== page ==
Quaker Oats acquired the Gatorade brand in 1983 but the sports drink actually was developed in 1965 for the University of Florida Gators. At the time of the acquisition Gatorade sales were about $100 million. But the most notoriously known sports drink would grow in sales to over $1.1 billion worldwide by 1994. Gatorade wasn’t the only division produced by Quaker Oats. The company also had divisions in breakfast foods, pet foods, golden grains, convenience foods as well as international sales in Canada, Europe and Latin America. However, Gatorade was still the largest producing division for the Quaker company. Despite holding 77 percent of the $1.2 billion in U.S. sports beverage category management still pushed to increase market share in foreign countries. The company’s profit margins took a hit with the expense of underwriting Gatorade’s entry into new country markets. Quaker looking for new ventures to strengthen their position in producing/marketing beverage substitutions for soft drinks found acquiring the Snapple brand to be their answer.
External Environmental Analysis
In 1994, Quaker Oats had a solid footing in the food and beverage company ranking twelfth largest with worldwide sales of $6 billion and operating 54 manufacturing plants in 16 states and 13 foreign countries along with sales offices in 21 states and 18 foreign countries. Almost one third of the corporate revenue came from sales outside of the United States.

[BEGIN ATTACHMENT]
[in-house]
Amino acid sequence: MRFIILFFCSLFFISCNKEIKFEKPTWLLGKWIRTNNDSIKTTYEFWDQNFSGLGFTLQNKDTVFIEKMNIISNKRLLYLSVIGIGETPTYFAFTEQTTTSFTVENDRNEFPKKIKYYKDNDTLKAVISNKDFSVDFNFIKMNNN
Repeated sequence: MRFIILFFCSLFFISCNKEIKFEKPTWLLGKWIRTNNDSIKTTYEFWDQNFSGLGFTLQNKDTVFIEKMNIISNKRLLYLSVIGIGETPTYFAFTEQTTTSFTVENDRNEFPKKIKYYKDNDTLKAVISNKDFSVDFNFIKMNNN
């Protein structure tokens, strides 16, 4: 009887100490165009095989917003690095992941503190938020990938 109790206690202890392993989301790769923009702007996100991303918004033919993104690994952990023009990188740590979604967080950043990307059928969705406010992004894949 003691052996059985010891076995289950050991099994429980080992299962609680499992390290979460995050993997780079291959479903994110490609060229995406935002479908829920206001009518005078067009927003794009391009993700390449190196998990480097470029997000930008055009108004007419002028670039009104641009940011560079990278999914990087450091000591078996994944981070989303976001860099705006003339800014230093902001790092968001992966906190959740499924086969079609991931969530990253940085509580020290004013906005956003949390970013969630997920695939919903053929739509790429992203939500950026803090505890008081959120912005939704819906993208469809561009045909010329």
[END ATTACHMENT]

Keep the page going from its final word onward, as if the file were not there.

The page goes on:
With the acquisition of Snapple Quaker Oats were entering the health drink market that had much competition. Multiple companies had similar drinks and some even had tea just like Snapple. They would have to find some type of competitive advantage to continue to help them continue to grow as a brand.
Internal Environmental Analysis
Quaker’s top management was committed to achieving real earnings growth of 7 percent and providing total shareholder returns that exceeded the S&P 500 stock index over time. Management also believed it could enhance shareholder value by prudently using leverage.
With the purchase of Snapple came the revelation that neither company manufactured their products the same. Snapple had a loose manufacturing process that could take weeks to output while Gatorade could be manufactured in days.
Quaker Oats had many strengths that made them already a formidable company producing-marketing beverage substitutes for soft drinks. They commanded 85 percent of the sports drink segment in the United States, generating worldwide sales of almost $1.2 billion. They were the 12th largest food and beverage company in the United States, with worldwide sales of $6 billion. They had manufacturing plants in 16 states and 13 foreign counties, and distribution centers and sales offices in 21 states and 18 foreign countries. Buying Snapple’s brand name and distribution put them 3rd to Coke and Pepsi and dispelled rumors of being taken over and strengthened their position as a producer and marketer of substitutes for soft drinks. Quakers acquisition of Snapple elevated the company into a non alcoholic beverage powerhouse with nearly $2 billion in sales, trailing only Pepsi and Coke. However, hours before the Quaker- Snapple agreement was announced, Snapple reported a third-quarter earnings drop of 74 percent. With the news of the purchase of Snapple and their earnings drop, Quakers stock dropped 10%. Quaker took out a $2.4 Billion loan- $1.7 Billion went to pay off Snapple shareholders, $100 Million helped pay off Snapple’s previous debt, $350 Million went to refinance Quakers debt, and the last $250 Million was to be used as working capital.
The threats facing the company were predicted by Wallstreet analyst. They warned that Quaker had overpaid for Snapple by $1 billion. Snapple’s drop in third quarter earnings was attributed to oversized inventories and intensifying competition...